Monday, March 7, 2011

Legal defenses that make a contract voidable

In most jurisdictions there are seven situations where a contract may be voidable

  • Mistake (such as a mistake in their Bid upon which the Contract is based).

  • Misrepresentation by the other party.

  • Fraud in the inducement by the other party.

  • Illegality of purpose, or subsequently illegality of purpose where a new law makes certain performance illegal.

  • Lack of capacity such as the contract being signed by a minor, someone with mental problems, under the influence or not having the authority to make the commitment on behalf of the party.

  • Failure to comply with requirements of the statute of frauds, (see below)

  • Unconscionable (contains terms that would not be enforceable as a matter of public policy).

In most cases only the Supplier would seek to void the contract by mistake. To make sure that your Contract isn’t voidable you should make sure that there were no mistakes in the Supplier’s bidding. Requesting that they verify the correctness of their bid or quote may do this.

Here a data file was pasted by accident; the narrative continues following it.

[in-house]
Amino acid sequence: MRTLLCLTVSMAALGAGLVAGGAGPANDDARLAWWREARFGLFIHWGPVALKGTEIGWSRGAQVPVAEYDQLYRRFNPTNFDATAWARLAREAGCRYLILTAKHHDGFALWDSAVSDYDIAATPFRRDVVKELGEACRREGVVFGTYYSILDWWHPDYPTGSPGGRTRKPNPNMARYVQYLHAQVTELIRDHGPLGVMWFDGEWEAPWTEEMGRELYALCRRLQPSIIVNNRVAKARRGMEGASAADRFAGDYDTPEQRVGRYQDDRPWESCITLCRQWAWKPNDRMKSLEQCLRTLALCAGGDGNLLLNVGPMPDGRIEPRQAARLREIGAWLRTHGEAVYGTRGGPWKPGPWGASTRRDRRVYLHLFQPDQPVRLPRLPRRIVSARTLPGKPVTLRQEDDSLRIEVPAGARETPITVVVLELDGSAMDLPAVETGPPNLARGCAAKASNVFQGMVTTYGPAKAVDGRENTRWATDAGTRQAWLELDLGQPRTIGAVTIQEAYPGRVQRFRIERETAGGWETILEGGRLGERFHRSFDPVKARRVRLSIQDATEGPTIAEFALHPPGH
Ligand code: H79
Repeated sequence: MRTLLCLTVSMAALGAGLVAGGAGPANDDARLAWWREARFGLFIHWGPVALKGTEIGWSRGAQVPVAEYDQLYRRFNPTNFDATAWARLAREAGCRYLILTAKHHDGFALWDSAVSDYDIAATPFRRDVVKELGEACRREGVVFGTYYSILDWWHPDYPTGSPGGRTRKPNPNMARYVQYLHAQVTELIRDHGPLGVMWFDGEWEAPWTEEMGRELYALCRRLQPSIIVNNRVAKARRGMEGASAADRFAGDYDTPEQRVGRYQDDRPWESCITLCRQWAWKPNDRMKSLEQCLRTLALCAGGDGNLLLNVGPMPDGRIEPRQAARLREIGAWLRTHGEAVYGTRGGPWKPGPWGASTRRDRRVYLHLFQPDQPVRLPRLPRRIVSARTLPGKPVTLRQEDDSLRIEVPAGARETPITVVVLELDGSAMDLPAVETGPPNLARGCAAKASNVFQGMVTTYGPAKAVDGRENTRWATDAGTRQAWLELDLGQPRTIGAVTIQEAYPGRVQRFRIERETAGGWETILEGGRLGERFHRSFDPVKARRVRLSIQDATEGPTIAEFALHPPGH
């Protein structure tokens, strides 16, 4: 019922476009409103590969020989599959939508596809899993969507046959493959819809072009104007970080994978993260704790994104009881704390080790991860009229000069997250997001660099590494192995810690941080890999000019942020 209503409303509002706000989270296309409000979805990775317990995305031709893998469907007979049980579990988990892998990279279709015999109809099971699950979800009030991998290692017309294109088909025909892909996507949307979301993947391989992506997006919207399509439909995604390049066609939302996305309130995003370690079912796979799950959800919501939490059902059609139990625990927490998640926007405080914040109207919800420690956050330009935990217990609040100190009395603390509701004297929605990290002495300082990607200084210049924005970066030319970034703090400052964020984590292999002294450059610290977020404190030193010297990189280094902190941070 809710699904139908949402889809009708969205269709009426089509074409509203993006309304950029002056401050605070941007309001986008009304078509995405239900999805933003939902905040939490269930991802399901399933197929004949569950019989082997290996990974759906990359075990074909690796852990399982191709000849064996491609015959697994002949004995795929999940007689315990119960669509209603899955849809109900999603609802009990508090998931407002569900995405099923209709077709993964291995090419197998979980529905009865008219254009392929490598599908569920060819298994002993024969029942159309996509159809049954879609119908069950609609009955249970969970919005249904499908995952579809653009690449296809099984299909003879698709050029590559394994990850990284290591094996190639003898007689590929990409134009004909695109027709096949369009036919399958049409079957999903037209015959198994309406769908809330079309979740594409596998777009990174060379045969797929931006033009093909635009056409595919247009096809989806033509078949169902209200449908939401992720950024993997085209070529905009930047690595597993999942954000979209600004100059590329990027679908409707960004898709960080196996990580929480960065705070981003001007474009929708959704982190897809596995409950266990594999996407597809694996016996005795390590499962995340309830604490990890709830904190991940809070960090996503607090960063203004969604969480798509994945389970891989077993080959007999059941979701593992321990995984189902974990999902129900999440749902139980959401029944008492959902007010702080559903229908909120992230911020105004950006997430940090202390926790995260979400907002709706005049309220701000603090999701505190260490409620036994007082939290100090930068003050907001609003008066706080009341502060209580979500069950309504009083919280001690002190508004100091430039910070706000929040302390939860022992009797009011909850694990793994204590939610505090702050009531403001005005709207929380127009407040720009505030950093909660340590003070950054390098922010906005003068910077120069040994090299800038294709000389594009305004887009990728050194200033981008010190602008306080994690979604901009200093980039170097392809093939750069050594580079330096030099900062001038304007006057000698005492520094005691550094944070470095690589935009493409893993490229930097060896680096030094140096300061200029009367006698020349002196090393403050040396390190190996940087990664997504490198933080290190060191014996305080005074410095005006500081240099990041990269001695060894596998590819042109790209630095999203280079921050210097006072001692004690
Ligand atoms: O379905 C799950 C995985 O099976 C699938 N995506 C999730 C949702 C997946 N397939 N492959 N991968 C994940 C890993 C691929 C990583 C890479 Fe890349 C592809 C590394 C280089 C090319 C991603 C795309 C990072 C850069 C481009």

For a Buyer to claim misrepresentation, the representation needs to be made part of the contract since most contracts will have merger clause stating that the agreement represents the entire understanding of the parties.

To manage a lack of capacity from voiding the agreement you need to make sure that the party signing the contract for the Supplier is authorized. We’ll discuss this in more detail in the blog on authority but in most situations authority to bind a company may be positional. For example Officers of a Corporation are considered to have positional authority to bind the company. For others, authority
needs to be either expressly granted by the Corporation or delegated by someone authorized by the corporation that as part of their grant of authority has the right to delegate authority.  For example a Vice President of Procurement may have the authority to delegate authority based upon a Procurement Policy that identifies who may sign certain types of contracts and at what financial value.  When in doubt, one way to verify authority is to ask for a “Secretary’s Certificate” that is signed by the Corporate Secretary that expressly describes the individual’s authority that the Corporation has granted the individual.

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